With those declared, let’s look at the `calibrate()`

routine. It starts by setting up some general parameters — how small a is small enough to stop? (`eps`

), after how many iterations should we give up? (`num_iterations`

), how big was the last ? (`change`

) — then enters the main loop. There is nothing subtle about this loop, just

- clear the matrices
- compute the calibration matrices and
- find by solving the matrix equation
- measure the size of
- adjust

Here is what that looks like in code.

void calibrate() { int i; float eps = 0.000000001; int num_iterations = 20; float change = 100.0; while (--num_iterations >=0 && change > eps) { //set all of the matrix entries to zero. reset_calibration_matrices(); //use the samples and the current values of beta to compute // the matrices JtJ and JtR compute_calibration_matrices(); //solve the matrix equation JtJ*delta = JtR find_delta(); //find the size of delta (look at log change in the coefficient parameters) change = delta[0]*delta[0] + delta[1]*delta[1] + delta[2]*delta[2] + delta[3]*delta[3]/(beta[3]*beta[3]) + delta[4]*delta[4]/(beta[4]*beta[4]) + delta[5]*delta[5]/(beta[5]*beta[5]); //adjust beta for(i=0;i<6;++i) { beta[i] -= delta[i]; } } }

But up to this is really just a template for an algorithm. As we’ve just been discussing, the real work of the algorithm all falls in to the routine `compute_matrices()`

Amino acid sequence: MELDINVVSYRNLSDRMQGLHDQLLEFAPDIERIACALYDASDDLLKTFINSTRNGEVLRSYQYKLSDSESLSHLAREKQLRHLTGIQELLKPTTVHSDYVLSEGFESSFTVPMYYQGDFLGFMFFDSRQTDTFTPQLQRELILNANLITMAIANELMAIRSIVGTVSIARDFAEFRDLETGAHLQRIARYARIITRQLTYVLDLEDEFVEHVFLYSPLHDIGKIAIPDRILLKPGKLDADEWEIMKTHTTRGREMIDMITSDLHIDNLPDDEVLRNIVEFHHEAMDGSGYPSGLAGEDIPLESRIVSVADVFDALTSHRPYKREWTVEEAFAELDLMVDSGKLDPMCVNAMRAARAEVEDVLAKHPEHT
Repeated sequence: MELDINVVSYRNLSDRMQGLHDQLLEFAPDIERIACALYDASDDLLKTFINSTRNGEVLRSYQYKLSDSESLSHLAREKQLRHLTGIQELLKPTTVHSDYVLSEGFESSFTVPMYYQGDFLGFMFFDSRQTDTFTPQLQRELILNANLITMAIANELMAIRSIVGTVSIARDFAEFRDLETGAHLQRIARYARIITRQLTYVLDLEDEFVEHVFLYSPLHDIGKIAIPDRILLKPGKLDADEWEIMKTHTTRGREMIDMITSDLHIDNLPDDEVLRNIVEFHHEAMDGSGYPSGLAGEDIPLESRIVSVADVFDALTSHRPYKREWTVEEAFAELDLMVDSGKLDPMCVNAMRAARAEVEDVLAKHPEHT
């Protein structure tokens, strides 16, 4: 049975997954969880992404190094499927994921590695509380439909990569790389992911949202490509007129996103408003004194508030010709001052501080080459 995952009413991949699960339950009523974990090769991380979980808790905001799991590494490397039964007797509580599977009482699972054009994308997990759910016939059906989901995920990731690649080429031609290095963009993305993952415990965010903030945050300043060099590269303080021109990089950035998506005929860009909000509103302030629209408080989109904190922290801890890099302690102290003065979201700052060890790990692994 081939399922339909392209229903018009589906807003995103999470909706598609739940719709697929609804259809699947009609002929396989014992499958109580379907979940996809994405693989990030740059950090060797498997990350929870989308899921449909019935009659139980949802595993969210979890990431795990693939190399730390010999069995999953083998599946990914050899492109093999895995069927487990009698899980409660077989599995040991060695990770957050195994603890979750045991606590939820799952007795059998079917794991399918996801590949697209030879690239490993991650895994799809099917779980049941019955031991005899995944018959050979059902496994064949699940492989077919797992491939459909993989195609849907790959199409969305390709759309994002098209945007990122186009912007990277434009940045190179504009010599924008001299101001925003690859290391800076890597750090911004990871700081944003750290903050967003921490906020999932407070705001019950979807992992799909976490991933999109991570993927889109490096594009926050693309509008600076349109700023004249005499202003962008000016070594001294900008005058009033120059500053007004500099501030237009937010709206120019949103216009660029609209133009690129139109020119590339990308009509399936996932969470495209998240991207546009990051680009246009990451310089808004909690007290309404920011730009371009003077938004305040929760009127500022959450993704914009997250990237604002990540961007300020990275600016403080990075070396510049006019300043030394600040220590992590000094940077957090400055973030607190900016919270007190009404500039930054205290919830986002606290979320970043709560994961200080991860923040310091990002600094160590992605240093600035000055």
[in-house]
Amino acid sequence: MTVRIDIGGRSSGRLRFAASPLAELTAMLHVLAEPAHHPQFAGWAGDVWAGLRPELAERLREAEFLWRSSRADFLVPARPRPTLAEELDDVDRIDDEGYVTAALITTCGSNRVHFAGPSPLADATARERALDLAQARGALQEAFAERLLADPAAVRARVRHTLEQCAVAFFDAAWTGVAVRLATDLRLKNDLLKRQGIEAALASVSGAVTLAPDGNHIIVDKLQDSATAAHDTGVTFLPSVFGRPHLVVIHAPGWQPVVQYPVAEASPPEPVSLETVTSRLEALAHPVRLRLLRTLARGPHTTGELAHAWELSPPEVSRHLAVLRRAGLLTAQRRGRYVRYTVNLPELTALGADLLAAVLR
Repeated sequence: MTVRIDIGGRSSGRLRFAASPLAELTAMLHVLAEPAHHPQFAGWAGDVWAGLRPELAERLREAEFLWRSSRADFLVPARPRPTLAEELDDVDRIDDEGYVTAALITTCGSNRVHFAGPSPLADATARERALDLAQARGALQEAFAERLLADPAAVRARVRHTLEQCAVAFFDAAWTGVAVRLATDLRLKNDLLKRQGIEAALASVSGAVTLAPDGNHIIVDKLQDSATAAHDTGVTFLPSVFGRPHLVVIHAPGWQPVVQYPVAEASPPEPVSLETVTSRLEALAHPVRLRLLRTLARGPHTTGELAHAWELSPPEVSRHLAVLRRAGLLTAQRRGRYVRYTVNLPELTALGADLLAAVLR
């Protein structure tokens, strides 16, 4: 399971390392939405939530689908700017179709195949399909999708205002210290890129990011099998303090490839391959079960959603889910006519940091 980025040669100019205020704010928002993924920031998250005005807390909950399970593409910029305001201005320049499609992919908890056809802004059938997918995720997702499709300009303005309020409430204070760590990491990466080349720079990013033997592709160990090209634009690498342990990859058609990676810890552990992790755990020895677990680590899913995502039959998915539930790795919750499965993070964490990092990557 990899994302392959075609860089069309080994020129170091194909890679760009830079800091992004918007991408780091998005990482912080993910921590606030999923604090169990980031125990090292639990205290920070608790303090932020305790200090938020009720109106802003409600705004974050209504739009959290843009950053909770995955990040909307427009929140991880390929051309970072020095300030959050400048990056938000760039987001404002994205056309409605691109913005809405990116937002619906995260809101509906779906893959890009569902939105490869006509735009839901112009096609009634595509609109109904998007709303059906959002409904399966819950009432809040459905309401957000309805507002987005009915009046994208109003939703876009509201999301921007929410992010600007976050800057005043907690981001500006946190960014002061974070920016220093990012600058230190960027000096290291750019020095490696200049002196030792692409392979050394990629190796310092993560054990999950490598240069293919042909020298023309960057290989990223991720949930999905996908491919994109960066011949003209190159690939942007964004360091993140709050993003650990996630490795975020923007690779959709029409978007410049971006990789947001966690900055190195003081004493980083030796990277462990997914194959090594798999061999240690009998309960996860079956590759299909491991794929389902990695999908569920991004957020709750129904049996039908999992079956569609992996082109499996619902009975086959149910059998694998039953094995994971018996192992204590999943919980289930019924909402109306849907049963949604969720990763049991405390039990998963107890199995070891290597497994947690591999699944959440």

. Everything else is simple. In this implementation, we compute the matrices by scanning the samples and updating the matrix entries as required by Equations 1–5. Here is an implementation.

void compute_calibration_matrices() { int i; reset_calibration_matrices(); for(i=0;i<N;i++) { update_calibration_matrices(x+3*i); } } void update_calibration_matrices(const unsigned int* data) { int j, k; float dx, b; float residual = 1.0; float jacobian[6]; for(j=0;j<3;++j) { b = beta[3+j]; dx = ((float)data[j])- beta[j]; residual -= pow(dx/b,2); jacobian[j] = 2.0*dx/pow(b,2); jacobian[3+j] = 2.0*dx*dx/pow(b,3); } for(j=0;j<6;++j) { JtR[j] += jacobian[j]*residual; for(k=0;k<6;++k) { JtJ[j][k] += jacobian[j]*jacobian[k]; } } }

**3. Wrap-up and what’s next **

By being careful about computing only the matrices we need, we were able to reduce the memory cost of the Gauss-Newton algorithm significantly and produce an algorithm that is viable on an inexpensive microcontroller. But we still need to keep the samples around and make a full pass through the sample set with each iterative pass — as changes so do the matrices. This costs space and time and limits the viability of the algorithm.

In the next post we will see that even here we are storing too much. Thanks to the nature of our residual function, we will see that there are 25 statistics that we can compute in one pass through the observation set that contain all of the information we need to compute and for any given . Once we do this, we will have an algorithm with space costs that are independent of the number of observations. (Well, really logarithmic because with too many samples a float will not have enough precision to capture the information in the marginal sample, but I’m not worrying about that for now.)

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Hey Ralph! Thanks for all the help, but is there a chance you could explain what each of your variables represent in lay mans terms, like beta etc. I was following you with mx, my, and mz and deltax deltay and deltaz, but now Im afraid Im lost. Thank you if you can help please!!!!